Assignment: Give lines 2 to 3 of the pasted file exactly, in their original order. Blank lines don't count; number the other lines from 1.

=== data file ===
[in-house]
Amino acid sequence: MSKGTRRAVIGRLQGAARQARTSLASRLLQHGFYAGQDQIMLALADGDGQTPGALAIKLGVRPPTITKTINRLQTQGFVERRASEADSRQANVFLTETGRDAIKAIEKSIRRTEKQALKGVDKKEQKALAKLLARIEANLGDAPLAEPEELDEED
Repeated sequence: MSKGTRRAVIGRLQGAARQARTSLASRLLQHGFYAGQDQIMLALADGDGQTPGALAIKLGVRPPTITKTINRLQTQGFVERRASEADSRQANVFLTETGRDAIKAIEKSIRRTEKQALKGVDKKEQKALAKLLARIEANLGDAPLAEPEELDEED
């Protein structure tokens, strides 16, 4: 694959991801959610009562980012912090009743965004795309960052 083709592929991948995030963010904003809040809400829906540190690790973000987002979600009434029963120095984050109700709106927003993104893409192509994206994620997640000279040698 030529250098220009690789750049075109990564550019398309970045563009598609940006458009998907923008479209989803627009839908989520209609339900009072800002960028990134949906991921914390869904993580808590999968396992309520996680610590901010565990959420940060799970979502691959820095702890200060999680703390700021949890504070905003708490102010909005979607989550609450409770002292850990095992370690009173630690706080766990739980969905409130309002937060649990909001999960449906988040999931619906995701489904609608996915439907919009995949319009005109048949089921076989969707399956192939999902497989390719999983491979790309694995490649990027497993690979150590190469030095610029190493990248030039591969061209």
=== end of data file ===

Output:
Amino acid sequence: MSKGTRRAVIGRLQGAARQARTSLASRLLQHGFYAGQDQIMLALADGDGQTPGALAIKLGVRPPTITKTINRLQTQGFVERRASEADSRQANVFLTETGRDAIKAIEKSIRRTEKQALKGVDKKEQKALAKLLARIEANLGDAPLAEPEELDEED
Repeated sequence: MSKGTRRAVIGRLQGAARQARTSLASRLLQHGFYAGQDQIMLALADGDGQTPGALAIKLGVRPPTITKTINRLQTQGFVERRASEADSRQANVFLTETGRDAIKAIEKSIRRTEKQALKGVDKKEQKALAKLLARIEANLGDAPLAEPEELDEED